Ekweremadu opens can of worms, indicts Buhari, APC

Ekweremadu opens can of worms, indicts Buhari, APC
— 27th January 2018
Fred Itua, Abuja

The Deputy President of the Senate, Ike Ekweremadu, at the weekend, descended heavily on President Muhammadu Buhari-led Federal Government aand the ruling All Progressives Congress (APC) of going after key opposition figures, shortly after it took over powers in 2015.

He also indicted the Government of going after judicial officers, especially judges. He revealed how their houses were raided at night by security agents on the orders of the Federal Government.

Ekweremadu spoke at a lecture entitled “African Politics: The Dynamics and Lesson”, which he delivered at the House of Commons, Parliament of the United Kingdom (UK).

He explained how the Supreme Court saved Nigeria and its democracy, when it held that the decision of a party in it’s national convention is final and binding.

“Lately, the Supreme Court of Nigeria saved democracy in the country in its judgment on the Peoples Democratic Party, PDP, crisis when it held that the decision of a party in its national convention is final and binding.

“Also, after the PDP lost election in Nigeria in 2015, the APC-led government ran riot and began to indict, arrest, investigate, and detain its opponents and individual enemies. The judiciary was its major roadblock,” Ekweremadu said.

He warned that democracy will be highly imperiled and transmute to civilian dictatorship without respect for key institutions of democracy by African leaders.

He decried the widespread coercion of the press, civil society, the judiciary, and parliaments by some African leaders, whom he said had no regard for their oaths of office and constitutional limits of their powers.

The former Speaker of the Parliament of the Economic Community of West African States (ECOWAS), regretted that “outside Nigeria, South Africa, and a few others, most African parliaments are largely caged and often reduced to rubber stamps and appendages of the executive.”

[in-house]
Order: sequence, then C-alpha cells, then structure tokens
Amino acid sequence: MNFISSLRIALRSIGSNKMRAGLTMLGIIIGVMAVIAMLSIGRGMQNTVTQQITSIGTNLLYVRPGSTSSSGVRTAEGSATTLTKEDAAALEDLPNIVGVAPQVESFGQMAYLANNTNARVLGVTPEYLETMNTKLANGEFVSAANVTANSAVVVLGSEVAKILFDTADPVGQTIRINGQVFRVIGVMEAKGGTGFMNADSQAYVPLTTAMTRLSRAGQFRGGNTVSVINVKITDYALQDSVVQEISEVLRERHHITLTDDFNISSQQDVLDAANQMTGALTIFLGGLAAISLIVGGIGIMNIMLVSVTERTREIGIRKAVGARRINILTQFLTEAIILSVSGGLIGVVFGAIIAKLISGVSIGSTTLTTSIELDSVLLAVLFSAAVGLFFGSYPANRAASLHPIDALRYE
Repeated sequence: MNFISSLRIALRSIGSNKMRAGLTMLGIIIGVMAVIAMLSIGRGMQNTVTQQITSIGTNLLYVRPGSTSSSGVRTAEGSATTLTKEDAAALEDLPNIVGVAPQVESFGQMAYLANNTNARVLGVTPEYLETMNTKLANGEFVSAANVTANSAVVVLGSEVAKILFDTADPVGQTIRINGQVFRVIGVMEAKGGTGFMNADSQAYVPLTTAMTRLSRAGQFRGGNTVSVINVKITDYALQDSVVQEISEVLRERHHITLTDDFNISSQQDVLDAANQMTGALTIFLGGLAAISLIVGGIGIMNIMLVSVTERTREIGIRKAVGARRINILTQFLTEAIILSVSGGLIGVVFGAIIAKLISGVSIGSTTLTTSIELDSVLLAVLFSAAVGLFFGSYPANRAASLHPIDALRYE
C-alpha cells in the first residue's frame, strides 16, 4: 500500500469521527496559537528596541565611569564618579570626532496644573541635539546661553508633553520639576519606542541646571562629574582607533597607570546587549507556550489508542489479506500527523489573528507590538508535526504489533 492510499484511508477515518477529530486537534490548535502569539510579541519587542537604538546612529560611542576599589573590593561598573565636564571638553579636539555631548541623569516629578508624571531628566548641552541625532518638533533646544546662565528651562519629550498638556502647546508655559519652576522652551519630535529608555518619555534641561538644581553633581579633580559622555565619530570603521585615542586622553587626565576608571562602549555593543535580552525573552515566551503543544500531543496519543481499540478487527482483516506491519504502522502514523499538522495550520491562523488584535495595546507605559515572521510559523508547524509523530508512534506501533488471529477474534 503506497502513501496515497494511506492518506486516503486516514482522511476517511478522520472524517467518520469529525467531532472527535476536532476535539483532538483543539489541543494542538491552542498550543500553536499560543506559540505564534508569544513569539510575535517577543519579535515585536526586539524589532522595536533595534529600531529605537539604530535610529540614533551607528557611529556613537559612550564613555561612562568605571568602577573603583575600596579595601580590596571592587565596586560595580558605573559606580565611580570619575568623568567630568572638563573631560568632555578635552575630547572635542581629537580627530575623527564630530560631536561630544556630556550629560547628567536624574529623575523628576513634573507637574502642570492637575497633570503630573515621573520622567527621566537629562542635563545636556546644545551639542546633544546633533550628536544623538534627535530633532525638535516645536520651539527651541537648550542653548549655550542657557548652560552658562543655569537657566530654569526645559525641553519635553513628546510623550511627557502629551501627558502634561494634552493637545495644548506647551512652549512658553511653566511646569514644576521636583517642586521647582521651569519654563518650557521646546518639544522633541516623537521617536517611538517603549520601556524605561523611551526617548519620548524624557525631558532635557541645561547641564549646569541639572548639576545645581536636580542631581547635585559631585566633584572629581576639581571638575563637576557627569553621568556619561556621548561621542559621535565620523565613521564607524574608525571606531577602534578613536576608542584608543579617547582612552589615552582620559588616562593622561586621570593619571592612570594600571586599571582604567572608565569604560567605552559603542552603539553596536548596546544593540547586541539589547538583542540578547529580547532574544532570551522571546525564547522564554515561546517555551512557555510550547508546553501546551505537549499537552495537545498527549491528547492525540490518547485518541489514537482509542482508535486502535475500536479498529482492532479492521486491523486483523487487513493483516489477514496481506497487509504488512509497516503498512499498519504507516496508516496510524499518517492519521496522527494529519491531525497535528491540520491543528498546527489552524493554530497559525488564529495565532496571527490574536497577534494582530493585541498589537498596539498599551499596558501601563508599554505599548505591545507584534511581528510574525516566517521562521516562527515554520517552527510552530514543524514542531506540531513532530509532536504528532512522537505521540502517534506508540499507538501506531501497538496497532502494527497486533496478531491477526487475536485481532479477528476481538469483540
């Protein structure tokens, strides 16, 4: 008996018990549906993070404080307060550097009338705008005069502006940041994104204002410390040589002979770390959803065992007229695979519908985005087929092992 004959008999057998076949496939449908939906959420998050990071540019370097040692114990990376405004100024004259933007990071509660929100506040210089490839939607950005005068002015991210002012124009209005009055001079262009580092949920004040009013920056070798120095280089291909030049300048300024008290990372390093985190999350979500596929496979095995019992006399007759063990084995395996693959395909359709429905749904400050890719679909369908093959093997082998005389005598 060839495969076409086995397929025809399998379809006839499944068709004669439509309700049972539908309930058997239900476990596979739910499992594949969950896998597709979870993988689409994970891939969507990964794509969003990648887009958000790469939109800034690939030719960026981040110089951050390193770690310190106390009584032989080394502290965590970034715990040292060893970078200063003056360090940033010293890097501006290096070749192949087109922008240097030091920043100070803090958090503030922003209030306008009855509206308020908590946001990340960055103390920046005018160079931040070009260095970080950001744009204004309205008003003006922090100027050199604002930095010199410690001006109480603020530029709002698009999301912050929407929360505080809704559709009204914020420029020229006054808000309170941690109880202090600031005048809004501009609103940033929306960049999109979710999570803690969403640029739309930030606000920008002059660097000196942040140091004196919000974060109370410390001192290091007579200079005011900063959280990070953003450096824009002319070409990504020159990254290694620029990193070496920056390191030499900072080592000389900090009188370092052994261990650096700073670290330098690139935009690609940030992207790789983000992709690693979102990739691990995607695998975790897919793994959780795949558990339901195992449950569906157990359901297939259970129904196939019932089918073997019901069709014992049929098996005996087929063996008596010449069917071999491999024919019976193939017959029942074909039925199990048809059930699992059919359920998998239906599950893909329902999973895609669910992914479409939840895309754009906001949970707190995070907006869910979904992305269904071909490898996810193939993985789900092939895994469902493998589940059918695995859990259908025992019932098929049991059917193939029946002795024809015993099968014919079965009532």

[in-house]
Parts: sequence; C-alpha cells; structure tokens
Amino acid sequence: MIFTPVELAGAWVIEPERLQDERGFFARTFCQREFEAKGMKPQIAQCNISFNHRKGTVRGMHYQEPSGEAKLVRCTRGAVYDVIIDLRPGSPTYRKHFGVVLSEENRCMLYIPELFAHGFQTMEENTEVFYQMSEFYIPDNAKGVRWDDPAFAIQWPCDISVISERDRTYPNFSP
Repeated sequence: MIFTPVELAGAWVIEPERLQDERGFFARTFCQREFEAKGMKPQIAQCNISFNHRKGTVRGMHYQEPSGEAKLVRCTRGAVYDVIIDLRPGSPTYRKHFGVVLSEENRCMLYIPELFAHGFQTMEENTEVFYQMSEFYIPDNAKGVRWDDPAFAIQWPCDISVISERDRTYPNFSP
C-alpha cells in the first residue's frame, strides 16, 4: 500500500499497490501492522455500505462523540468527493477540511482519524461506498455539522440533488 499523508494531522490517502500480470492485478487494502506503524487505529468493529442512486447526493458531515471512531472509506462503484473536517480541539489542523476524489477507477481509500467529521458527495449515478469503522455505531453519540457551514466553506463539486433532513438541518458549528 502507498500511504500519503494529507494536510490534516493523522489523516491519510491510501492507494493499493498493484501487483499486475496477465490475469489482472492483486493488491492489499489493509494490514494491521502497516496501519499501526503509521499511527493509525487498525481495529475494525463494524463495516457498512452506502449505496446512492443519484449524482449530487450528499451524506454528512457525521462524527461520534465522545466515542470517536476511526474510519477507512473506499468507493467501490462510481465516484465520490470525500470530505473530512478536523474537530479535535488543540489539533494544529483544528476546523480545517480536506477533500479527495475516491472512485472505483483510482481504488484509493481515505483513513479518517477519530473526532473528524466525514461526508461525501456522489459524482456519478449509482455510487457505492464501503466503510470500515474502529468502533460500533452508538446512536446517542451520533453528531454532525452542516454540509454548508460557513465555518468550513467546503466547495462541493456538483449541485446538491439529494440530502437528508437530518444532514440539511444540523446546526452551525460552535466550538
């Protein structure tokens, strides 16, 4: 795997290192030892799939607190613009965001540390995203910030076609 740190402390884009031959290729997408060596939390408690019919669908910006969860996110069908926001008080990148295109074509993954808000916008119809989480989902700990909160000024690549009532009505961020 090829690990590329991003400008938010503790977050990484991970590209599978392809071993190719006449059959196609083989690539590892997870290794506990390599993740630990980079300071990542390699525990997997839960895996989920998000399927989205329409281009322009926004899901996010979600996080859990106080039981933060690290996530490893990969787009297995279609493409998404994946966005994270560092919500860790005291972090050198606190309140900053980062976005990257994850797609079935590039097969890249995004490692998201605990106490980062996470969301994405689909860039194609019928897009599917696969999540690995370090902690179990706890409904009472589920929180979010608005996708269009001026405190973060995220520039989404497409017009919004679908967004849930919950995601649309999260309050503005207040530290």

He cited the case of Cameroon where the constitution had been severally amended to keep 84 years old President Paul Biya in power since November 1982 and Uganda where the parliament recently voted to remove the constitutional age limit to elongate the tenure of 73 years old President Yoweri Museveni, who has been in office for about 30 years.

He, however, commended the judiciary for critical interventions to save democracy in Nigeria’s intra-party dispute as well as the Gambian, Kenyan and Liberian presidential elections.

“The Judiciary is not only the last hope of the common man in Africa, but also the prized hope of democracy, rule of law, human rights, equity, and justice. Take away an independent judiciary and what you have left is crude dictatorship.

“In response to its frustration, the houses of judges were embarrassingly raided at midnight and judicial officers humiliated by security agencies working for the Federal Government of Nigeria.

“Such executive lawlessness must be condemned in strongest terms and must not be allowed to find a sanctuary in African politics,” Ekweremadu added.

Ekweremadu also deplored the harassment of social media users, online bloggers and publishers in parts of Africa, such as Nigeria, noting also that efforts to enact an Act to regulate Non Governmental Organisations (NGOs) was unhealthy for democracy.

He said: “It is even quite hypocritical that former opposition leaders and parties rise to power, but only to turn round, determined to break and burn the very ladder with which they climbed unto power.”

Ekweremadu identified nepotism and the refusal of many presidents to abide by their oaths of office to uphold the provisions of the constitution, do justice to all manner of people, and not allow private interest to influence official decision as a present threat to democracy in the continent.

“Contrary to the oaths, what we see is blatant nepotism, cronyism, and tribalism. The ethnic groups of the heads of state are mostly favoured in appointments, opportunities, and provision of infrastructure.

“In Nigeria, Section 14 (3) of the 1999 Constitution tries to guarantee equity and justice for all given the nation’s vastness, plurality, and history vide the federal character principle, but no Igbo man or woman is considered fit by the present administration in Nigeria to head any of the security agencies, including paramilitary agencies even though the Igbo people remain one of the three major tribes in Nigeria.

“This has given rise to the feelings of alienation and agitations as championed by several pro-Biafra groups,” he added.

He also cited the emasculation of the English-speaking part of Cameroon under President Biya and the alleged favouratism towards the Zulus by President Jacob Zuma in South Africa, urging African leaders to be all embracing.

-Sun

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Posted by on Jan 27 2018. Filed under All Peoples' Congress (APC), Latest Politics, Legislature, Muhammadu Buhari (1983-85), Party Politics, Presidency, Senate. You can follow any responses to this entry through the RSS 2.0. You can leave a response or trackback to this entry

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